Through the years, the signatures of both Benjamins and Noble began to fade, the passing of time making the little ink squiggles which lent extra value to the piece grow weaker and weaker. This was made starker by the colours of Benjamins’ paints, which remained vibrantly unfaded.

But Dave’s love of the piece remained, and he monitored the careers of both Benjamins and Noble from afar. Both went on to have increased influence in their respective fields.

Noble continued his career work of keeping Britain on top in the world of speed. After piloting Thrust 2, he project managed Thrust SSC, which would break the land speed record, as well as the speed of sound, in 1997.

Meanwhile, Benjamins consolidated his position as one of the world’s leading motorsport artists. He would go on to make a distinct change of direction artistically, his work taking on a more abstract style as the years went by.

But in recent months Dave’s mind has never been far from the painting he owns, as its subject approached the forty year anniversary of its famous achievement.

Then he spotted an announcement online and he saw an opportunity to get his beloved painting re-signed by one of its original signatories.

Coventry Transport Museum, which is home to both Thrust vehicles, planned to host an event open to the public which would celebrate the forty year anniversary of Thrust 2’s record.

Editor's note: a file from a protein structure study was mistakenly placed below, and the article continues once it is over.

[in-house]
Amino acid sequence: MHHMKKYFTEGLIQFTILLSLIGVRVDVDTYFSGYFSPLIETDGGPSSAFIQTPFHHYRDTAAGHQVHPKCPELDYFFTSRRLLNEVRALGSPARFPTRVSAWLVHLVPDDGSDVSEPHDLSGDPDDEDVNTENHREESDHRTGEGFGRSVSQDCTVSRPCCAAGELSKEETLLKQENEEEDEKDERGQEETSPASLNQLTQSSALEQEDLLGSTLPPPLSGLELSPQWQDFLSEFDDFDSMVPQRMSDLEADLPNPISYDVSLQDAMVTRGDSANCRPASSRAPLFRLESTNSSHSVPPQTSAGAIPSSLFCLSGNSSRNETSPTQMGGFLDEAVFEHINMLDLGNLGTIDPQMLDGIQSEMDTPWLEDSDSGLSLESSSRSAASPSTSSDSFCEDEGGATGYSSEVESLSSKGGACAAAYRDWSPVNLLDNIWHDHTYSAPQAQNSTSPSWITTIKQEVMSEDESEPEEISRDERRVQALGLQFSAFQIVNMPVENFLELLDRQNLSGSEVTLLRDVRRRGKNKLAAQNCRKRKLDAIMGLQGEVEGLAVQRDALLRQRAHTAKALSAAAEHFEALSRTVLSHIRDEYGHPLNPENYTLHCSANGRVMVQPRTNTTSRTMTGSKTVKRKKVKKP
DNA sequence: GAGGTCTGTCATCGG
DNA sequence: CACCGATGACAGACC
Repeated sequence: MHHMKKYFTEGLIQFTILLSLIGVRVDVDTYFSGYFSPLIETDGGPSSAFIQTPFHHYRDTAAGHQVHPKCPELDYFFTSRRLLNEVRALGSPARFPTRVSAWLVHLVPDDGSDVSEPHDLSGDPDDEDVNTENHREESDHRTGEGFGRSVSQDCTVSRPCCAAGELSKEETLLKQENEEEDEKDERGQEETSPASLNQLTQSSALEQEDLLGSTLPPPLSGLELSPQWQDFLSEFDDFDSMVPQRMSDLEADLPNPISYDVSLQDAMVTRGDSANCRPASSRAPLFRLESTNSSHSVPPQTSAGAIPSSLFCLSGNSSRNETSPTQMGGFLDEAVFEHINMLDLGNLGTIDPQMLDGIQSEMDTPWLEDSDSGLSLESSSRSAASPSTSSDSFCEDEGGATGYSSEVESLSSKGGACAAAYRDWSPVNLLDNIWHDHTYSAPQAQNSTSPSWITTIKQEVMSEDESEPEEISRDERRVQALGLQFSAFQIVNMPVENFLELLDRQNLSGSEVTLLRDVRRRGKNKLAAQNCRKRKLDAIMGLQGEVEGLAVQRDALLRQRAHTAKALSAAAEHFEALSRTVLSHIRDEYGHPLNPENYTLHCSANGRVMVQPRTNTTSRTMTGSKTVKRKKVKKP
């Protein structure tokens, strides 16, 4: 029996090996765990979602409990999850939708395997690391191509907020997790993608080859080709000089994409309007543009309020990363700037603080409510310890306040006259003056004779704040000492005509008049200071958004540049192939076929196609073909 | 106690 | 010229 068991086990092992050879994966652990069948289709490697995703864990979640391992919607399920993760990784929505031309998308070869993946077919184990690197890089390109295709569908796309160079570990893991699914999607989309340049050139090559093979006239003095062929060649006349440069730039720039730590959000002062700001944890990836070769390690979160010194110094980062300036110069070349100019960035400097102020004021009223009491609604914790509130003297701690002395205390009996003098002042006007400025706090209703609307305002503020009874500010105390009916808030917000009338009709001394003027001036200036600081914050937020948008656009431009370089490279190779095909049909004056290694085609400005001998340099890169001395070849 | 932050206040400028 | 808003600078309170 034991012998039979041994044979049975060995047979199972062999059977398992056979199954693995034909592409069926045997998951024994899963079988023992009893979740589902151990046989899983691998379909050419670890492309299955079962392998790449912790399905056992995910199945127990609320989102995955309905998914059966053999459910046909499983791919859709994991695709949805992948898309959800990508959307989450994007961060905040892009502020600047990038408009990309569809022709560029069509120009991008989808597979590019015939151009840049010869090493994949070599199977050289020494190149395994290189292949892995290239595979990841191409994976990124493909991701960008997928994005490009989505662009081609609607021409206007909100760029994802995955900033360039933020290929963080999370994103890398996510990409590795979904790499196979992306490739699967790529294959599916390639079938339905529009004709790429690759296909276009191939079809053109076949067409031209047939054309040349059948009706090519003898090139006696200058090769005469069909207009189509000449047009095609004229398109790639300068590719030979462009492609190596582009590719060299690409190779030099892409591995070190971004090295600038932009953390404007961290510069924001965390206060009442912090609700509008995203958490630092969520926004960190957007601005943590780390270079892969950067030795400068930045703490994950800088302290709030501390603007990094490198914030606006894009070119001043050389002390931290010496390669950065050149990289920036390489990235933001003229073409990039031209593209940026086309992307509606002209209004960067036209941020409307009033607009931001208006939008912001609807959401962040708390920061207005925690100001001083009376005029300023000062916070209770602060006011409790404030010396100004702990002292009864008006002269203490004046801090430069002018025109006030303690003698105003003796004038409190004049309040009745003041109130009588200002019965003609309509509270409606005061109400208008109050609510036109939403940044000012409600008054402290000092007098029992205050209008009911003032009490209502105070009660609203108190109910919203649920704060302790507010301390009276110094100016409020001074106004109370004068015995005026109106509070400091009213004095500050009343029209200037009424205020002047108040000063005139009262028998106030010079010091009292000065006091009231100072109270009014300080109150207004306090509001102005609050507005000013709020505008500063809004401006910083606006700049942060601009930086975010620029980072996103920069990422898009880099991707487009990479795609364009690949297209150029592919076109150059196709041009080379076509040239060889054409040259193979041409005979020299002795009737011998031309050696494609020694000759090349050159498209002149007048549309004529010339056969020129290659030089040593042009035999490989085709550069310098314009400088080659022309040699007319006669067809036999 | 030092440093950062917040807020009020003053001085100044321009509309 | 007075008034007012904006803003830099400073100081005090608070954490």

The event would include a book signing and Q&A with Richard Noble himself. So Dave and his wife wrapped their painting up and made the 300 mile plus round trip to Coventry on October 4. There they presented the painting to Noble, who once again obligingly added his signature to the piece.

Dave said: “As we’ve been approaching forty years the painting has been on my mind quite a lot. It’s been a tough few months personally for our family and we were supposed to be on holiday when the event at the Transport Museum was on.

“But due to various reasons we were unable to go, meaning we were free to make the trip to Coventry and it seemed like the perfect opportunity to meet Richard again after all these years and ask him to re-sign it, which he was only too happy to do.”

Dave has also been in touch with Arthur Benjamins, who now resides in the United States. Benjamins vividly remembers selling the painting to Dave and the circumstances around the sale. The pair have exchanged friendly emails about the piece which has brought much joy to Dave and his family.

Benjamins recalled Dave telling him at the purchase that his wife Karen would give him “GBH of the ear hole” for spending so much money. Benjamins said he’d never heard the expression before not being a native of the UK, but it stuck with him and became part of his own lexicon, earning him strange looks when he uses it while conversing Stateside!

So what’s next for the painting?

Dave said: “I’ve not had it valued but from research I’ve done online it could go for tens of thousands.

“But it’s got such a strong place in my heart I’m not sure if I can bring myself to sell it just yet. I’d be happy to lend it to a museum or an art gallery – somewhere it would be safe and looked after where the public could see it.

“I’ve loved attending the anniversary event and seeing Richard. Having him sign the painting again has been brilliant and I’m incredibly grateful and a bit relieved I managed to get it here.”